[SystemSafety] The VW Saga

Peter Bernard Ladkin ladkin at rvs.uni-bielefeld.de
Sat Oct 10 11:35:32 CEST 2015

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This raises possibly more issues than it clarifies.

The situation is that, in order to conform with regulations on NOx emissions, unsustainable
amounts of AdBlue were injected into the burn mixture during formal tests. Without this, the NOx
emissions were substantially more than the amount allowed by regulations.

How to fix this?

If it can be fixed through a SW change, as is claimed here for some models, that says that the HW
is perfectly well able to conform with emission regulations. So the question is why the emission
levels would have been faked at all on these vehicles. I can see some possible reasons. One is
that VW engineers didn't know before the scandal that these vehicles could conform without faking
the test. With the huge amount of effort that goes into understanding and tweaking the performance
of road vehicle engines, that is hard to believe. Another is that the engineers knew the engine
model could conform, but couldn't be bothered to configure it to do so. That would be supremely
cynical. But one of those must have been the case.

Other models will get changed HW. Given that it has only taken a few months to redesign the HW so
that it will conform with emissions regulations without faking, one wonders why that wasn't done
years ago, or (to be a little more cynical) in Spring 2014 when it became clear to VW that third
parties knew the tests had been faked. The answer could be that the redesign comes with a
performance penalty of some sort; either less power or higher fuel consumption. Neither of those
is going to make any buyer happy - they will have been sold a product that, when modified as
proposed, does not live up to the performance claims when they bought it.

If such a vehicle was bought within the last two years, and some millions of those vehicles were,
then European law entitles a buyer to compensation. Similar things happen in the US with different
legal mechanisms. Think class actions suits in every EU country and the US. That is all going to
amount to a huge amount of money, even without the fines that are all but certain to be levied in
the US. There is a reason VW stock has plummeted.

And if woudl be that VW has redesigned the HW in a couple months so that it conforms, *without*
significant performance penalties, one wonders why on earth that wasn't done before. Why cheat
people when there is no need?

One aspect of this has not yet been emphasised. A number of engineers, very possibly a large
number of engineers, knew that emissions tests on these engines were being faked. British
engineers who belong to a professional engineering society (including members who are not
Chartered Engineers) subscribe to a code of conduct that expressly rules out collaborating to
mislead clients. The engineers who knew about the faked tests will have violated that code and by
rights could have their membership terminated, were they to belong to a British engineering
professional society.

German engineers qualify as engineers through their university degree solely and maintain that
status when they practice engineering. Were VW to be a British company, then chucking people en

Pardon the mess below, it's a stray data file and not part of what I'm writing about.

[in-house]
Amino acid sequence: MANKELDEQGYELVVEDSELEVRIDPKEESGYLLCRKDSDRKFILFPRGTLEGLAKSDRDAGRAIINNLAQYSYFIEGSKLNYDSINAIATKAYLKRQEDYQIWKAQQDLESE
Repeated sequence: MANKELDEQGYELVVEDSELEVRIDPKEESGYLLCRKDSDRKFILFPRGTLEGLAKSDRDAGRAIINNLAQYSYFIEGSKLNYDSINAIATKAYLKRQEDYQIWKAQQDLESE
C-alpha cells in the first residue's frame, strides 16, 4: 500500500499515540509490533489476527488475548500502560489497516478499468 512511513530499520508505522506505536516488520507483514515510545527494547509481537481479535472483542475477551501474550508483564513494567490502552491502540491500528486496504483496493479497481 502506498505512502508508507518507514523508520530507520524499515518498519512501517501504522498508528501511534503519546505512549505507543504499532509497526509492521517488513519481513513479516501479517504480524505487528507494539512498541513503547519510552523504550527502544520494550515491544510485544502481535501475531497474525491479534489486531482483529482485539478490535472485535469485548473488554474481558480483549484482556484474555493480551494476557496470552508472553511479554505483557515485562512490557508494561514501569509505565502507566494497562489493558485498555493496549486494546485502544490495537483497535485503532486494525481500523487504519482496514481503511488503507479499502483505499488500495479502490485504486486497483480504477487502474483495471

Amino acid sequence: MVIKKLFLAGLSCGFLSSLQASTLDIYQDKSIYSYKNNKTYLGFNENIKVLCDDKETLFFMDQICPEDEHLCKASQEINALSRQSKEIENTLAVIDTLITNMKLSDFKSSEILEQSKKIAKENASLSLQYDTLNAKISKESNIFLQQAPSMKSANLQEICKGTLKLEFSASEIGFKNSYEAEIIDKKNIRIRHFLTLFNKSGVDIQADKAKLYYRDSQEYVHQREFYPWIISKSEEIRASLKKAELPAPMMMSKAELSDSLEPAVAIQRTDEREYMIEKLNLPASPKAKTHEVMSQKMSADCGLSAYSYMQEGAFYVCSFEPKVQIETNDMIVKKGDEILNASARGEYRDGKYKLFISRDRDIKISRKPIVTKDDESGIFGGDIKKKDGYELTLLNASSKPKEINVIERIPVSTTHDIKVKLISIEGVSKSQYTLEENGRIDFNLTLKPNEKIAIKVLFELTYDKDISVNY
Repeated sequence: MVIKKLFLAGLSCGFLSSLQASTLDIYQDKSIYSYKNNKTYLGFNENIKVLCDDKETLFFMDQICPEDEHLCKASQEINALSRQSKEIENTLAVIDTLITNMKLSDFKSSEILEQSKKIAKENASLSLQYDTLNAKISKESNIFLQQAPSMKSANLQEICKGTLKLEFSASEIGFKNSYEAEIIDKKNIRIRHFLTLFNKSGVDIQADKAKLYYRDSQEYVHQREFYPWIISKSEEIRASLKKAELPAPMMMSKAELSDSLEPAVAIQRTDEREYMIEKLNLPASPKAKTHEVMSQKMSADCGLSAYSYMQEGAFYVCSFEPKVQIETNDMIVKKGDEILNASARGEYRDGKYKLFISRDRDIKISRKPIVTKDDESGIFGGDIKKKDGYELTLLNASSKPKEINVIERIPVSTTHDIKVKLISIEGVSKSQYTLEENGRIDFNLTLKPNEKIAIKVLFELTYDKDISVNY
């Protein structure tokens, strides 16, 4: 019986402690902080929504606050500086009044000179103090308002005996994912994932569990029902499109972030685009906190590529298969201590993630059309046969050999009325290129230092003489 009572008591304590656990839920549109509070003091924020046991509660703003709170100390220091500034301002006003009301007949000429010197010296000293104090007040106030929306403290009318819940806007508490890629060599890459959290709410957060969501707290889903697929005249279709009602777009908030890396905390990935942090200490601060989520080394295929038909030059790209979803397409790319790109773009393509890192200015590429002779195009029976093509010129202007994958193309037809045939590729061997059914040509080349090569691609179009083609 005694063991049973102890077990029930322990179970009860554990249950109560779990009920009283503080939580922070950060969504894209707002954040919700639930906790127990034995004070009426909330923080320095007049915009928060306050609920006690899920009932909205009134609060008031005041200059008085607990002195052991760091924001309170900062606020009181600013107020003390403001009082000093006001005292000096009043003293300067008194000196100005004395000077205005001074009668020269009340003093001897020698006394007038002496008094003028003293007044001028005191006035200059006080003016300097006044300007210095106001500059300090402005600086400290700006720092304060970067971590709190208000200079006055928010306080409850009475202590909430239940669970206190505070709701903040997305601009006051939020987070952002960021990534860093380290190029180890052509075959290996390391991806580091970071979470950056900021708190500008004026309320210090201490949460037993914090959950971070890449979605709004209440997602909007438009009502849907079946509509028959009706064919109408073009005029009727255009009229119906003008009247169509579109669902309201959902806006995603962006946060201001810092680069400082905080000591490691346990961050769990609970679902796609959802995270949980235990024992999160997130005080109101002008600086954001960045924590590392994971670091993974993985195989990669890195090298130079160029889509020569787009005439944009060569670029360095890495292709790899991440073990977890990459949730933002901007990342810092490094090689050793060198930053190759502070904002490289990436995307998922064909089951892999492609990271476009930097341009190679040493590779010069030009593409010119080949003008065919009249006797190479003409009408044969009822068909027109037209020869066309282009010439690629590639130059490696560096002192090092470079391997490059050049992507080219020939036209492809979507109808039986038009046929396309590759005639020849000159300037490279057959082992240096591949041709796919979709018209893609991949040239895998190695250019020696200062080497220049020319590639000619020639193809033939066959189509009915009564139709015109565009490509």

masse out of the professional engineering societies could be a plausible action. In Germany there
is no such possible measure to be taken, as far as I can see.

Professional codes of conduct in professional societies have their purpose. I will be suggesting
to my colleagues in VDE that they think of introducing and enforcing one.

VW has taken out full-page advertisements in newspapers, such as our local one this week. The page
is mainly blank, with the VW logo at the bottom and a short statement in the middle. VW is aiming,
it says, to regain the trust of its clients.

The situation is that VW has been systematically and deliberately misleading its customers about
the performance of 11m of its cars for years. When informed by a third party in early 2014 that
they knew about it, the company apparently did little. It acted decisively only when the US
regulator took explicit public action, over a year later. All that is in the public record.

Let's say you are a customer of a shop, where it turns out shopkeeper Bill has been systematically
selling you and everyone else stuff that doesn't do what it was bought for, but you hadn't thought
to check. Like Gary Bolton selling Her Majesty's Armed Forces fake "bomb detectors". The local
authorities find out, and tell Bill that they know. Nothing happens, so a year later the
authorities tell the public that "Bill has been deliberately selling you stuff that doesn't work.
We found out about it last year, told Bill, but Bill didn't change his practice. So now we are
telling everyone."

Bill takes out a full-page advert in the local paper telling his customers he wants to regain
their trust.

Would you go back and buy from Bill? I wouldn't. I would be astonished if Bill ever got another
customer. Assuming, of course, that there are other shops to buy from whose keepers don't behave
like Bill.

Bolton went to jail.

I think this story has a long way to run.


Prof. Peter Bernard Ladkin, Faculty of Technology, University of Bielefeld, 33594 Bielefeld, Germany
Je suis Charlie
Tel+msg +49 (0)521 880 7319  www.rvs.uni-bielefeld.de



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